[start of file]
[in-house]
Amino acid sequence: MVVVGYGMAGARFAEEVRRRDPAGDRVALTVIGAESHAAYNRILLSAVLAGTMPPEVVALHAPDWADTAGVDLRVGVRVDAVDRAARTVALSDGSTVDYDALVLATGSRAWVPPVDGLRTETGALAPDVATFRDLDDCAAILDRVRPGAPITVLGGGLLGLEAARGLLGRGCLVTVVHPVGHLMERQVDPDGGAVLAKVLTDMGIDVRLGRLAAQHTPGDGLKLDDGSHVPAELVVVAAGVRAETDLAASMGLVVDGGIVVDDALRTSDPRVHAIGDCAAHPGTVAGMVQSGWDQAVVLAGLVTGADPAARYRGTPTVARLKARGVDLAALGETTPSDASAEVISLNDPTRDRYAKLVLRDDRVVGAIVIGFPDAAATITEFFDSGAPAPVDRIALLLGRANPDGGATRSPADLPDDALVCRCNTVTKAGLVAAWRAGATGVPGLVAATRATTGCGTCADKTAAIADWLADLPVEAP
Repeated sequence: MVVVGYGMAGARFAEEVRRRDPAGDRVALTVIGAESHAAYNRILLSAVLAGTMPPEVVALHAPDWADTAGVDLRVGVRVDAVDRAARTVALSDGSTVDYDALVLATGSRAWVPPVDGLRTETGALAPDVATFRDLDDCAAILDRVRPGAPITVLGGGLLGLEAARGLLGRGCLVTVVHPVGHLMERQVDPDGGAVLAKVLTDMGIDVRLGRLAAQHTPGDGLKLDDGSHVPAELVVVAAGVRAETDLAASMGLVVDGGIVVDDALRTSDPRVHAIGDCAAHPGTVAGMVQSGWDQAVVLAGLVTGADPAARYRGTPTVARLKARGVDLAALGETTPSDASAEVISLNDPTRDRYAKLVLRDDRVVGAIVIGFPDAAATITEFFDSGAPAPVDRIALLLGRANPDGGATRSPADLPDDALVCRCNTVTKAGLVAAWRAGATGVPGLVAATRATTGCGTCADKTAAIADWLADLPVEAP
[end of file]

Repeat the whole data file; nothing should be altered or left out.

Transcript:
[in-house]
Amino acid sequence: MVVVGYGMAGARFAEEVRRRDPAGDRVALTVIGAESHAAYNRILLSAVLAGTMPPEVVALHAPDWADTAGVDLRVGVRVDAVDRAARTVALSDGSTVDYDALVLATGSRAWVPPVDGLRTETGALAPDVATFRDLDDCAAILDRVRPGAPITVLGGGLLGLEAARGLLGRGCLVTVVHPVGHLMERQVDPDGGAVLAKVLTDMGIDVRLGRLAAQHTPGDGLKLDDGSHVPAELVVVAAGVRAETDLAASMGLVVDGGIVVDDALRTSDPRVHAIGDCAAHPGTVAGMVQSGWDQAVVLAGLVTGADPAARYRGTPTVARLKARGVDLAALGETTPSDASAEVISLNDPTRDRYAKLVLRDDRVVGAIVIGFPDAAATITEFFDSGAPAPVDRIALLLGRANPDGGATRSPADLPDDALVCRCNTVTKAGLVAAWRAGATGVPGLVAATRATTGCGTCADKTAAIADWLADLPVEAP
Repeated sequence: MVVVGYGMAGARFAEEVRRRDPAGDRVALTVIGAESHAAYNRILLSAVLAGTMPPEVVALHAPDWADTAGVDLRVGVRVDAVDRAARTVALSDGSTVDYDALVLATGSRAWVPPVDGLRTETGALAPDVATFRDLDDCAAILDRVRPGAPITVLGGGLLGLEAARGLLGRGCLVTVVHPVGHLMERQVDPDGGAVLAKVLTDMGIDVRLGRLAAQHTPGDGLKLDDGSHVPAELVVVAAGVRAETDLAASMGLVVDGGIVVDDALRTSDPRVHAIGDCAAHPGTVAGMVQSGWDQAVVLAGLVTGADPAARYRGTPTVARLKARGVDLAALGETTPSDASAEVISLNDPTRDRYAKLVLRDDRVVGAIVIGFPDAAATITEFFDSGAPAPVDRIALLLGRANPDGGATRSPADLPDDALVCRCNTVTKAGLVAAWRAGATGVPGLVAATRATTGCGTCADKTAAIADWLADLPVEAP